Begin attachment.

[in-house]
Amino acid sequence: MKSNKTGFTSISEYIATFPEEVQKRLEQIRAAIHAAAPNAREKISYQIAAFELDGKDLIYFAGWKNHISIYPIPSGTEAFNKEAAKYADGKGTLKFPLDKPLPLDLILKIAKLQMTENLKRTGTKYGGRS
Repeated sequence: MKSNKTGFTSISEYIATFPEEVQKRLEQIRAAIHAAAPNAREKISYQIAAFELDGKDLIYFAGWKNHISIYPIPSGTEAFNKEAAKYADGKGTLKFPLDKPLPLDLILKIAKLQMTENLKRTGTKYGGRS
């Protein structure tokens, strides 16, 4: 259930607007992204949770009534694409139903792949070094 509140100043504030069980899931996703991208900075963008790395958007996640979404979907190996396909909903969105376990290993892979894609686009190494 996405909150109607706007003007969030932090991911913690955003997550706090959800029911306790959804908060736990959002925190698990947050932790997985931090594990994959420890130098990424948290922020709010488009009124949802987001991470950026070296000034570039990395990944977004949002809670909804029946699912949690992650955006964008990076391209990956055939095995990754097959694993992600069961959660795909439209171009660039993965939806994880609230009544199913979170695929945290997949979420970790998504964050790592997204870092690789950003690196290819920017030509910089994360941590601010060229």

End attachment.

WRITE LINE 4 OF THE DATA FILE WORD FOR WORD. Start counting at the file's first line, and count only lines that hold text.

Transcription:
């Protein structure tokens, strides 16, 4: 259930607007992204949770009534694409139903792949070094 509140100043504030069980899931996703991208900075963008790395958007996640979404979907190996396909909903969105376990290993892979894609686009190494 996405909150109607706007003007969030932090991911913690955003997550706090959800029911306790959804908060736990959002925190698990947050932790997985931090594990994959420890130098990424948290922020709010488009009124949802987001991470950026070296000034570039990395990944977004949002809670909804029946699912949690992650955006964008990076391209990956055939095995990754097959694993992600069961959660795909439209171009660039993965939806994880609230009544199913979170695929945290997949979420970790998504964050790592997204870092690789950003690196290819920017030509910089994360941590601010060229």